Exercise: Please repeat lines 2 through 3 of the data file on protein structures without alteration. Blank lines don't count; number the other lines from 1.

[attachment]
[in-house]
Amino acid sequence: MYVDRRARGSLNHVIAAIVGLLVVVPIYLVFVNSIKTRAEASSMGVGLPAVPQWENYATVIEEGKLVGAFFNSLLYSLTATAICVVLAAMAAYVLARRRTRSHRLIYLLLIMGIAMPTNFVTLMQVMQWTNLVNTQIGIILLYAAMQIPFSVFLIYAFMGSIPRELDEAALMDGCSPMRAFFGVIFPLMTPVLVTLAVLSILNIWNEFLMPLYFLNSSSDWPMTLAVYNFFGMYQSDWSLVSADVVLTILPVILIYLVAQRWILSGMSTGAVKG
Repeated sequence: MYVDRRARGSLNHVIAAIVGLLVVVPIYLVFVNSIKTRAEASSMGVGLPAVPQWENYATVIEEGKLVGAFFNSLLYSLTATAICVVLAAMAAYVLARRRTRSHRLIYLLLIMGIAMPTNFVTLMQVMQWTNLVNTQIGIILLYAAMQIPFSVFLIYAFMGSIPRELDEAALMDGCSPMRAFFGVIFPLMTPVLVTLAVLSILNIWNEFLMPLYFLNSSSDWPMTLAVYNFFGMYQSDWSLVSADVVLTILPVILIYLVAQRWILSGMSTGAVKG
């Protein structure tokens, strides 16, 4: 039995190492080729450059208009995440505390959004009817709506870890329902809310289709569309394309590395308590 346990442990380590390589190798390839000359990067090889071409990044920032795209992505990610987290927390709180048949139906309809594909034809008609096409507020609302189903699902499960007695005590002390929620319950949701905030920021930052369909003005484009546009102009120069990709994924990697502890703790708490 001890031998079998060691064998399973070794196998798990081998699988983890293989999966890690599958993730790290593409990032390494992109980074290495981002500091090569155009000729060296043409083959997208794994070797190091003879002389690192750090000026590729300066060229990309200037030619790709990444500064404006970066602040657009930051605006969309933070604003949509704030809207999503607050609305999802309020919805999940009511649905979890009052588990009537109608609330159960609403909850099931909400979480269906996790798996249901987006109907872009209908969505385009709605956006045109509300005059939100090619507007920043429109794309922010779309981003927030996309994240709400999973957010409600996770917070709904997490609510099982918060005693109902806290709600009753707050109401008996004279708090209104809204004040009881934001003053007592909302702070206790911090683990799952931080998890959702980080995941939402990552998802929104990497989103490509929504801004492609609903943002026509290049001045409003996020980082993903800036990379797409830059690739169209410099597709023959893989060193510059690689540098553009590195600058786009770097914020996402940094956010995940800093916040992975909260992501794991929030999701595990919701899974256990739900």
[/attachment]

Amino acid sequence: MYVDRRARGSLNHVIAAIVGLLVVVPIYLVFVNSIKTRAEASSMGVGLPAVPQWENYATVIEEGKLVGAFFNSLLYSLTATAICVVLAAMAAYVLARRRTRSHRLIYLLLIMGIAMPTNFVTLMQVMQWTNLVNTQIGIILLYAAMQIPFSVFLIYAFMGSIPRELDEAALMDGCSPMRAFFGVIFPLMTPVLVTLAVLSILNIWNEFLMPLYFLNSSSDWPMTLAVYNFFGMYQSDWSLVSADVVLTILPVILIYLVAQRWILSGMSTGAVKG
Repeated sequence: MYVDRRARGSLNHVIAAIVGLLVVVPIYLVFVNSIKTRAEASSMGVGLPAVPQWENYATVIEEGKLVGAFFNSLLYSLTATAICVVLAAMAAYVLARRRTRSHRLIYLLLIMGIAMPTNFVTLMQVMQWTNLVNTQIGIILLYAAMQIPFSVFLIYAFMGSIPRELDEAALMDGCSPMRAFFGVIFPLMTPVLVTLAVLSILNIWNEFLMPLYFLNSSSDWPMTLAVYNFFGMYQSDWSLVSADVVLTILPVILIYLVAQRWILSGMSTGAVKG